The configuration of checkers cannot simply be deleted as checks on patch sets will reference them by their UUID in order to avoid having to store the name, short description, and potential future details about the checker in each check. This also allows automatic updates of those details for affected changes without having to update all stored checks.
To allow a variant of deletion, we offer a REST endpoint for soft deletion. Upon receiving such a request, Gerrit sets the checker to disabled and resets all fields which aren’t necessary anymore. It additionally marks such a checker as deleted. Gerrit will have the option to optimize this operation in the future (e.g. use another storage format for deleted checkers; remove never referenced, deleted checkers).
It may be necessary in some circumstances to permanently delete checker data, but we don't expect this to happen in normal operation and don't provide API endpoints for it. If necessary, real deletion will be handled differently (e.g. write a script to delete the internal data).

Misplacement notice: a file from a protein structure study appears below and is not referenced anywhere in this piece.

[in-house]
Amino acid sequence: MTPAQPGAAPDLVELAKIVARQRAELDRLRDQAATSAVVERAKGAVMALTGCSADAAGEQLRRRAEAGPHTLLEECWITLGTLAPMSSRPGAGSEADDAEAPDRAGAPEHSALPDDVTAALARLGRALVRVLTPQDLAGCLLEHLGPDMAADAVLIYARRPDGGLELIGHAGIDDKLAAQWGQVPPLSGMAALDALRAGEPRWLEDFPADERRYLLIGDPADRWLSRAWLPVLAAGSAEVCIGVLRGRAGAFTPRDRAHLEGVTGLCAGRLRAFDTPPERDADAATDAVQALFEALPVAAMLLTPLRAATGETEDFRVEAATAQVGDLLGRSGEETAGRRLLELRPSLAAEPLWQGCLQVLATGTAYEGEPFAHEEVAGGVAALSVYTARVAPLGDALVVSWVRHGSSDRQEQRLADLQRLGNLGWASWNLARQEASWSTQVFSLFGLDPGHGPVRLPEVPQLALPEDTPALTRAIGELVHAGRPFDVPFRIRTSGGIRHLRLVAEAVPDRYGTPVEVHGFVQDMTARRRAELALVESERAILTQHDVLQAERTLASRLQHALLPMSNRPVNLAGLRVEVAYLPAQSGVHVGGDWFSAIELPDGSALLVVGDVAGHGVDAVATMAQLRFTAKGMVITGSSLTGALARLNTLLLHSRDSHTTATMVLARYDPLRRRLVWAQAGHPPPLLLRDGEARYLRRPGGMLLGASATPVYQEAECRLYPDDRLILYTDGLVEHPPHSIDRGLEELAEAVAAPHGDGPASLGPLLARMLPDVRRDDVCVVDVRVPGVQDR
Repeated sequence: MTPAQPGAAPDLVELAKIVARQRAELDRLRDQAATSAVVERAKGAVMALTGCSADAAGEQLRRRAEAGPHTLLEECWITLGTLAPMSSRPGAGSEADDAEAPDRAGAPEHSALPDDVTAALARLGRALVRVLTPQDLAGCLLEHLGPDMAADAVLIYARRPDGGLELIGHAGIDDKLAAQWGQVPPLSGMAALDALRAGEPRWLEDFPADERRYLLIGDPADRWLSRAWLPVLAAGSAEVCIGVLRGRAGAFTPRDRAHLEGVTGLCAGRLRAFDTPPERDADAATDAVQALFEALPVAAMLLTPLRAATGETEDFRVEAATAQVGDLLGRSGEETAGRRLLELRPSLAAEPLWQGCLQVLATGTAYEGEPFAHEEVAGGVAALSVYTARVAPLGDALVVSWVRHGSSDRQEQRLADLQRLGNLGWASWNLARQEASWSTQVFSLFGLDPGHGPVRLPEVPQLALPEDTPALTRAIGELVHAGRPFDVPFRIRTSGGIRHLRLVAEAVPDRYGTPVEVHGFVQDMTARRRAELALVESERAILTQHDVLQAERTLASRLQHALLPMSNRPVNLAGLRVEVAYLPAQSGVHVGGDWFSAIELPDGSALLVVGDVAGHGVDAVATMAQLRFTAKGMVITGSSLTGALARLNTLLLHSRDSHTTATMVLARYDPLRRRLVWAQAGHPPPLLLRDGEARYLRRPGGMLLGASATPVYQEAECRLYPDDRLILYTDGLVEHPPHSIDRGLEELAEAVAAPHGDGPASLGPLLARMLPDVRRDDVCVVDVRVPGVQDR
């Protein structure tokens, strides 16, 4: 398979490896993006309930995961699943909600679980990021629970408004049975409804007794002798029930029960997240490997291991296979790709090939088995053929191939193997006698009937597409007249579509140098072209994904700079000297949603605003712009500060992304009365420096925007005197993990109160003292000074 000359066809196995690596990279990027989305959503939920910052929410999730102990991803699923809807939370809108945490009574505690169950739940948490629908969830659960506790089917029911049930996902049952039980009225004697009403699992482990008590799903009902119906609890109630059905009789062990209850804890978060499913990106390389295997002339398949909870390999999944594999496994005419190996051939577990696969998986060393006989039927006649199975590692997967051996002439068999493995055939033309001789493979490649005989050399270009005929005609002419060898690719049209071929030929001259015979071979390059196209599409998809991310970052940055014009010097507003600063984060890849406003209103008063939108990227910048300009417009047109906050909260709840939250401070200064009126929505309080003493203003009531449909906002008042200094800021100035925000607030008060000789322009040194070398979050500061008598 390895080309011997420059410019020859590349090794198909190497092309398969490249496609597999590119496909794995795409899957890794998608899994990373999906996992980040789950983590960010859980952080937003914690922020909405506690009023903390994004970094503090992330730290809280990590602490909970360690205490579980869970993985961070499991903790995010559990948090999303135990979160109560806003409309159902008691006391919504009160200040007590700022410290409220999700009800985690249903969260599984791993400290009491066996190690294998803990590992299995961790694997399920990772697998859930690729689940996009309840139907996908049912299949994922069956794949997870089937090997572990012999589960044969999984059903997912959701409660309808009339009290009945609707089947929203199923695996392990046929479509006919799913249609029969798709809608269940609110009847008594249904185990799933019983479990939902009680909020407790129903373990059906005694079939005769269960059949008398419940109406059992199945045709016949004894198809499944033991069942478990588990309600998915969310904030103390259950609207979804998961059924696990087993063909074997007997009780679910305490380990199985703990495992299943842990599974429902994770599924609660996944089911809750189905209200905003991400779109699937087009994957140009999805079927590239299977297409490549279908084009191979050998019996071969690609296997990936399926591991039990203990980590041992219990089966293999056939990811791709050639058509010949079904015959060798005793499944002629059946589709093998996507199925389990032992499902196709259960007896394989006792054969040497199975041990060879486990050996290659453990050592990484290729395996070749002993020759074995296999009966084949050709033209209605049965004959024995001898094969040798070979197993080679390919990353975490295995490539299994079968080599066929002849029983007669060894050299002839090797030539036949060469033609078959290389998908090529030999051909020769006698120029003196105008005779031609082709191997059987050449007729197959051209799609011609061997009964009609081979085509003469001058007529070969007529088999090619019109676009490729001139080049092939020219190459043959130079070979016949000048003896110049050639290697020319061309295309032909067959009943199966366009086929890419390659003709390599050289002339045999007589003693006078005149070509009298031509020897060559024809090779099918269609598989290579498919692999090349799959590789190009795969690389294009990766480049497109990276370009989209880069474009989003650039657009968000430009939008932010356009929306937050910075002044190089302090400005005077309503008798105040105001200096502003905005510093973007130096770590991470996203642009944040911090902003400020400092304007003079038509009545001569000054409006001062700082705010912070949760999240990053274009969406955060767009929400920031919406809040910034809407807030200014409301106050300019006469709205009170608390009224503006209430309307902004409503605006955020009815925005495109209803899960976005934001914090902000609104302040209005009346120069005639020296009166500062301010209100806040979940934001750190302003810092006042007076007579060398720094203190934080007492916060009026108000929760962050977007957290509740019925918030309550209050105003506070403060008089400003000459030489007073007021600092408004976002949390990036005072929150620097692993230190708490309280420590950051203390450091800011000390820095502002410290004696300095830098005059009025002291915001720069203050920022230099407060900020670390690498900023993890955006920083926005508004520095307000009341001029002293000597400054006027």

Checkers block submission if any of their blocking conditions applies to the latest patch set. Non-blocking checkers are represented with an empty list. At the moment, we only have one blocking condition: “check state is not passing”. Passing states are successful and not relevant.
Technically, submission of changes will be blocked by a submit rule, which takes the configuration of the checker and the check state of the change in question into account.
Internally, the checks defined for a patch set (represented by a change and patchset identifier) will feature: